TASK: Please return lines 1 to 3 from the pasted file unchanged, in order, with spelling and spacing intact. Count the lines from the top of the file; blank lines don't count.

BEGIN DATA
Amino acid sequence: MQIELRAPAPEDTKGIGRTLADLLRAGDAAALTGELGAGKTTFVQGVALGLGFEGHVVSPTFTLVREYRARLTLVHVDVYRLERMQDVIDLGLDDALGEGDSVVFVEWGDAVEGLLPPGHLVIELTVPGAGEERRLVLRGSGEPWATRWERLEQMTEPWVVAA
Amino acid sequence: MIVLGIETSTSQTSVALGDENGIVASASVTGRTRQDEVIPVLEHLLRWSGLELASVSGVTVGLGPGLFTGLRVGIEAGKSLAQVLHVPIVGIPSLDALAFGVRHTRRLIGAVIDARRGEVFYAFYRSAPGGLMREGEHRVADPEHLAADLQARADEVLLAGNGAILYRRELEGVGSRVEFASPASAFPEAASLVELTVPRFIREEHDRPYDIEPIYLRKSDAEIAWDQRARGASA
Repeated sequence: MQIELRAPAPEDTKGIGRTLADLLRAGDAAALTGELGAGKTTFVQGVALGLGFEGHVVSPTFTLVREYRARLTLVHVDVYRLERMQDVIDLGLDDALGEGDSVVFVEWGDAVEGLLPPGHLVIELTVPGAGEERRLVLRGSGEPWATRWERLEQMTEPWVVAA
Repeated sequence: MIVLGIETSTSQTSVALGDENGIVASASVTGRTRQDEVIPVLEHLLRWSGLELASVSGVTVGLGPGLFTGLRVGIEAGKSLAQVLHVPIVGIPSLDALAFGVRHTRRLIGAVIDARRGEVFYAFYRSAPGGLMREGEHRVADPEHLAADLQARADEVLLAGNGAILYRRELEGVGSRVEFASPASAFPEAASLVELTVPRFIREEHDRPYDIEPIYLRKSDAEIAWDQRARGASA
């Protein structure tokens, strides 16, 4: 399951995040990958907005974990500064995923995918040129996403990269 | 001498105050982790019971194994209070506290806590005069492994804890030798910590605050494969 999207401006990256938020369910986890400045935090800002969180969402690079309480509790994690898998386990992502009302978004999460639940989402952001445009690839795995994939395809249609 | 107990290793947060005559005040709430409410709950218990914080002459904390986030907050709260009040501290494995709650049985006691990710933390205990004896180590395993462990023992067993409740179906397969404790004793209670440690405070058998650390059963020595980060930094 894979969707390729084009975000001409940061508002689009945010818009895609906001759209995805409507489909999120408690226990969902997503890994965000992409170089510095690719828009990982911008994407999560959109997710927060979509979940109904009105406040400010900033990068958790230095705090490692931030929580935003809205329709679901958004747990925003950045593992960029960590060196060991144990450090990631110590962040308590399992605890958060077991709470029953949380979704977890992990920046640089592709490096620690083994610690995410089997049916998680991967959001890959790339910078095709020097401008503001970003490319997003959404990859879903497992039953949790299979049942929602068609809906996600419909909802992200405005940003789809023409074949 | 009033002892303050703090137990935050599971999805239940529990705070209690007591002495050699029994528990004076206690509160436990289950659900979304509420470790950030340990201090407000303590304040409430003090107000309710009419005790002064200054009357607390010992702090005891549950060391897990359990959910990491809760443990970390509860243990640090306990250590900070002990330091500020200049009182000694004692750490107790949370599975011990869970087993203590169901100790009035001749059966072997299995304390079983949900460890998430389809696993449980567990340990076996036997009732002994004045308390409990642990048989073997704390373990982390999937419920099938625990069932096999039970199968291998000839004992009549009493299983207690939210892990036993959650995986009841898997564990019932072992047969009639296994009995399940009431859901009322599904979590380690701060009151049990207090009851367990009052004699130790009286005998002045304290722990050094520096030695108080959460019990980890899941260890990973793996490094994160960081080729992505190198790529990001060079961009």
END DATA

Amino acid sequence: MQIELRAPAPEDTKGIGRTLADLLRAGDAAALTGELGAGKTTFVQGVALGLGFEGHVVSPTFTLVREYRARLTLVHVDVYRLERMQDVIDLGLDDALGEGDSVVFVEWGDAVEGLLPPGHLVIELTVPGAGEERRLVLRGSGEPWATRWERLEQMTEPWVVAA
Amino acid sequence: MIVLGIETSTSQTSVALGDENGIVASASVTGRTRQDEVIPVLEHLLRWSGLELASVSGVTVGLGPGLFTGLRVGIEAGKSLAQVLHVPIVGIPSLDALAFGVRHTRRLIGAVIDARRGEVFYAFYRSAPGGLMREGEHRVADPEHLAADLQARADEVLLAGNGAILYRRELEGVGSRVEFASPASAFPEAASLVELTVPRFIREEHDRPYDIEPIYLRKSDAEIAWDQRARGASA
Repeated sequence: MQIELRAPAPEDTKGIGRTLADLLRAGDAAALTGELGAGKTTFVQGVALGLGFEGHVVSPTFTLVREYRARLTLVHVDVYRLERMQDVIDLGLDDALGEGDSVVFVEWGDAVEGLLPPGHLVIELTVPGAGEERRLVLRGSGEPWATRWERLEQMTEPWVVAA